Cajon Speedway now joins the likes of Balboa Stadium, Speedway 117, Ontario Motor Speedway, Riverside, Ascot Park, Whiteman Stadium, Saugus Speedway, Corona Speedway, and countless others.
As I’ve written to you before, I was present for the first-ever race at Cajon Speedway when it was a dirt 1/4 mile track. I had been a follower of the SDRA Modified Sportsman cars for years and naturally followed them when they moved to Cajon Speedway, especially since I lived in El Cajon at the time.
I remember the start of the El Cajon Stock Car Racing Association and the $200 claimers. When I turned 21 I quickly joined the association and was fortunate that a guy named Fred Thomas allowed me to hang around with his (for lack of a better name) organization. I remember the transition to “super stocks” and the first night the purse exceeded $3,000 for an ECSCRA event — really a major event and fittingly the main event that night was won by Russ Bullen who was the ECSCRA president.
I remember a night when Dick Guest ended up hard into and upon the crash wall coming out of turn 4 in a “Big Wheel” sponsored car. I believe Dick hit so hard that he actually bruised his heart.
When my father passed away in 1971, Dick was gracious enough to go out to my parents’ home to look at two Datsuns they had and give me a recommendation as to which one should be retained for my sister’s use.
I remember any number of drivers over the years — Dick Fries, Harris Mills, Carol Botten (and his brother Gayle — wondered if they had a sister named “Tom” or “George”), Don Johns, Don Edmunds, Bud Sterrett, Don Thomas, Carl Adams, Gordon Turley (later the starter for ECSCRA), Frank Secrist, Rosie Roussel, Rip Erikson, Dick Zimmerman, Willie Kidd, Gordon and Don Hamilton, Mike Carmichael, Bullen, Vance Butler, Jim Hitt, Jim Whitt (the grandfather of Craftsman truck driver Brandon Whitt), Ed Hale, Ron and George Esau, Richard White, Al McBride, Warren Toles, and hundreds of others — you can tell that I left the San Diego area in 1972 by the drivers I’ve mentioned.
I can remember a Winston West race with Ray Elder, Jimmy Insolo, etc.
I can remember a driver in the SDRA modified sportsmen named Barney White whose father-in-law was, ironically, the coroner for San Diego County
I can remember writing a protest to the ECSCRA board (George Tripes, the ECSCRA President at the time, took a look at it and commented that it appeared as though I was actually learning something in law school!) for Butler and Howard Tipton (car owner/sponsor) after Butler was waved onto the track as an “alternate” at the start of a main event one evening by a guy named “Lucky” who managed the pit activity only to compete and complete the race but later have the points for that evening disallowed since he shouldn’t have been put on the track according to the board.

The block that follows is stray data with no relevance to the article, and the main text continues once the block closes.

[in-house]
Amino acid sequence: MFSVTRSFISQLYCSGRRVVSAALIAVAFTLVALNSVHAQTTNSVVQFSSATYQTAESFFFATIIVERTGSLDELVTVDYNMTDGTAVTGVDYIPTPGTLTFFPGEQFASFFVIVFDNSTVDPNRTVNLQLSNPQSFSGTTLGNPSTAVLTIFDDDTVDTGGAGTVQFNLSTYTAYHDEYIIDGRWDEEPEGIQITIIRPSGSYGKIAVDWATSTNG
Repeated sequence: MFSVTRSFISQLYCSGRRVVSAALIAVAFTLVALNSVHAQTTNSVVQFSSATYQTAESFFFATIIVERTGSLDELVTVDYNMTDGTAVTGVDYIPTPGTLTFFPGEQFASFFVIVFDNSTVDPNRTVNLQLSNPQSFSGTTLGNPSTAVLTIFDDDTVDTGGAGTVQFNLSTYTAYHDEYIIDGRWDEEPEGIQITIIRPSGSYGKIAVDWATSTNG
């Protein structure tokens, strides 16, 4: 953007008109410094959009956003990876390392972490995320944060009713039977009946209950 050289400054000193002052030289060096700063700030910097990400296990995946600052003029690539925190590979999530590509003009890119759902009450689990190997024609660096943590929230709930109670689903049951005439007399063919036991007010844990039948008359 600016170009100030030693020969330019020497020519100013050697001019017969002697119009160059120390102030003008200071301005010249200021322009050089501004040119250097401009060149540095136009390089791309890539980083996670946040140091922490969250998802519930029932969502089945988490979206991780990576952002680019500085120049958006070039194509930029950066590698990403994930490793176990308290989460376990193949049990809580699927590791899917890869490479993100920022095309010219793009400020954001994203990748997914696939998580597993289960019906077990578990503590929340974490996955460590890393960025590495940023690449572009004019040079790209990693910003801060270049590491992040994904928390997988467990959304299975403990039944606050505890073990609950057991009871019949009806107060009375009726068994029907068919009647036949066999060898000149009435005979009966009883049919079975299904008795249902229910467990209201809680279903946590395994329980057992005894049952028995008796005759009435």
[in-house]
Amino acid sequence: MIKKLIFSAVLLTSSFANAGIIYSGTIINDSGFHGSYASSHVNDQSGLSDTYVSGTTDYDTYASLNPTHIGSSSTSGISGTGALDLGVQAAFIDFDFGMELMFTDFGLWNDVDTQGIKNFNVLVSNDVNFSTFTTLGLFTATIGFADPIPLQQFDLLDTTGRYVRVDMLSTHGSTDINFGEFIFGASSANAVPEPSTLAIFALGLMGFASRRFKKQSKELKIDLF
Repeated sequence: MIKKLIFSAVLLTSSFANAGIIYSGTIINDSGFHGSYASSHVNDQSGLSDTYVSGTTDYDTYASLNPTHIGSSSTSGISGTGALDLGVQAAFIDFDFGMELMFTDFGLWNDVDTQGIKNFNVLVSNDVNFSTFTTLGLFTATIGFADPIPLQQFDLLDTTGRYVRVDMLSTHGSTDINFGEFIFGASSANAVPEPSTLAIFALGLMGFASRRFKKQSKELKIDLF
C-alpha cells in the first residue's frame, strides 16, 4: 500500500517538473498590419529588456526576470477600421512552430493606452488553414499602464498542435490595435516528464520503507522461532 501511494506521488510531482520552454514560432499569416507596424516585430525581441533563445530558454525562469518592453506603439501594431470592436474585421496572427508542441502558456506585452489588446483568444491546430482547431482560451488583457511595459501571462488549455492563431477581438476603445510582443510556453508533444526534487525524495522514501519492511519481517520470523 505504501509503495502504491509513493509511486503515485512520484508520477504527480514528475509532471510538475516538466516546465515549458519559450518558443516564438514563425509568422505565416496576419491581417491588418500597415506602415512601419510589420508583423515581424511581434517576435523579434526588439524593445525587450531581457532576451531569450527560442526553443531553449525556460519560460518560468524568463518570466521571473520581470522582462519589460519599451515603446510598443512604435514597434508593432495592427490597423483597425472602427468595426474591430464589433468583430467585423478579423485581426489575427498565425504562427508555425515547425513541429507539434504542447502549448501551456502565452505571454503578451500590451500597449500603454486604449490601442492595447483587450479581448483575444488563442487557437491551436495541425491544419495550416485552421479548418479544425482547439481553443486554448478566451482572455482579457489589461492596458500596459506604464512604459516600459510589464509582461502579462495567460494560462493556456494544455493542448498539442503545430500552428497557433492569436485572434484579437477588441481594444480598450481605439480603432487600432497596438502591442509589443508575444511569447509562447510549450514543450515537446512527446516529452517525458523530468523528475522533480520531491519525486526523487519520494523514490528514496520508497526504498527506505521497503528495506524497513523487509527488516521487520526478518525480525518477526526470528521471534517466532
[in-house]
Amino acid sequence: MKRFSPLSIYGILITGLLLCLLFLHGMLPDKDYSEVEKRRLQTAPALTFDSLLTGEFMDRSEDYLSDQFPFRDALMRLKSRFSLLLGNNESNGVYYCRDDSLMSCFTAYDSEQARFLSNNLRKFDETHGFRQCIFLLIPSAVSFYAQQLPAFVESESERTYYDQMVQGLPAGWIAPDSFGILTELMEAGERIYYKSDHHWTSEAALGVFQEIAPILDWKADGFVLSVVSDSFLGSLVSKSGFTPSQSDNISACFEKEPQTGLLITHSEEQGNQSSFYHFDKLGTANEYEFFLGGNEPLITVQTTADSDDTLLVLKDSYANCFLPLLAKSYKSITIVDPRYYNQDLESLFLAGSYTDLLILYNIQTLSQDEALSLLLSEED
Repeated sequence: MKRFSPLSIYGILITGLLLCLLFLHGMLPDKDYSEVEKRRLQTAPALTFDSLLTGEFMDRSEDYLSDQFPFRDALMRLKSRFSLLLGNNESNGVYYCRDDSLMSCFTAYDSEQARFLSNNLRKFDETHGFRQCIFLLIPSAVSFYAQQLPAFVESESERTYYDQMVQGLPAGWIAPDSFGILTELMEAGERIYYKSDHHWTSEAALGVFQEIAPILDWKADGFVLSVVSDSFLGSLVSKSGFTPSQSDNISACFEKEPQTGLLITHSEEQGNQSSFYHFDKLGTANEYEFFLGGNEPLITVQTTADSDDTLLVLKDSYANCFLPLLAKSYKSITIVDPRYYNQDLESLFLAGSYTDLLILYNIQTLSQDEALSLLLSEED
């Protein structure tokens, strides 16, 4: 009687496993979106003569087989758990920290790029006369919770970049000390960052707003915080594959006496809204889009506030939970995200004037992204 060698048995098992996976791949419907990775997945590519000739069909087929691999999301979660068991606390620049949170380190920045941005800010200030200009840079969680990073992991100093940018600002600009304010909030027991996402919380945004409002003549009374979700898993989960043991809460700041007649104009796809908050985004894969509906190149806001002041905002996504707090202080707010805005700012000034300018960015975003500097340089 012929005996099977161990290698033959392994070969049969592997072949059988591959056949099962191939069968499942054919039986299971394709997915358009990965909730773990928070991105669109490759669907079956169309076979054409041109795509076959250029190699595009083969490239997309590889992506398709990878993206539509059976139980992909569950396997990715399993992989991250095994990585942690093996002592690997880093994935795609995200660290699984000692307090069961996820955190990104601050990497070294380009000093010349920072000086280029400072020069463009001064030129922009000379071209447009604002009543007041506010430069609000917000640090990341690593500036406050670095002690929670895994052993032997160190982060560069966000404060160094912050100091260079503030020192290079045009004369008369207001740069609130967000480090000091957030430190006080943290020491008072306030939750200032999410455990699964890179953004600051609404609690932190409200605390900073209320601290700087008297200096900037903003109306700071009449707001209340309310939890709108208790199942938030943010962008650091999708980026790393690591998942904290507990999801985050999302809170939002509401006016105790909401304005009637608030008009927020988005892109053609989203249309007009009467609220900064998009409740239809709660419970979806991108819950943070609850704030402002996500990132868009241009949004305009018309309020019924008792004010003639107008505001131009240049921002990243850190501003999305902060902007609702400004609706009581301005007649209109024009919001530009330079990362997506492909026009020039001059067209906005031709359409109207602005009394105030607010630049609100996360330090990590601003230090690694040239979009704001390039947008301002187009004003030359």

It was interesting since one of his challengers for the ECSCRA championship that year was on the board that disallowed the challenge. Oh yes, had he received those points, Vance would have won the ECSCRA championship that year.
I can remember seeing Billy Vukovich, Jr. and the Bettenhausen brothers — Gary and Merle — in USAC midget races there. I can remember some CRA shows — the great Dean Thompson, Jimmy Oskie, Mike Shaw, etc. (even though sprint cars really don’t belong on asphalt they were still good shows!).
I can remember the ticket takers at the gate — one guy nicknamed “Frenchie” and the other (I believe) named Bob Alexander — a giant of a man.
I remember an attempt at a summer afternoon of stock car racing early in the track’s life when it was brutally hot, the dust was thick, and the track doctor recommended the consumption of as much liquid as possible, including beer.
I remember Bob Neumeyer working in the office each racing night. I can also remember Howard Oldham “holding court” next to the concession stand inside the main gate.
I can remember the always friendly and kind Brucker family. As I wrote you before, I actually directed cars in the parking lot of Cajon Speedway for a couple of years — it gave me a little gas money while in college and allowed me to get into the races for free after I was finished with my parking duties each year.
I remember both Steve and Kevin as small children and was both horrified and saddened when Steve was killed. I was further saddened earlier this year when I learned of the death of Kevin’s wife although I never knew her. After we moved to the Los Angeles area, I always tried to make it out to the track to renew acquaintances on those Saturday nights when we were back in town to visit my mother who still lives in El Cajon. I was always greeted in the office with a friendly smile and allowed to walk on in to watch whatever races were left that evening.
I doubt that I’ve visited Cajon Speedway for 12-15 years but I will always have the memories of the people and events that took place there.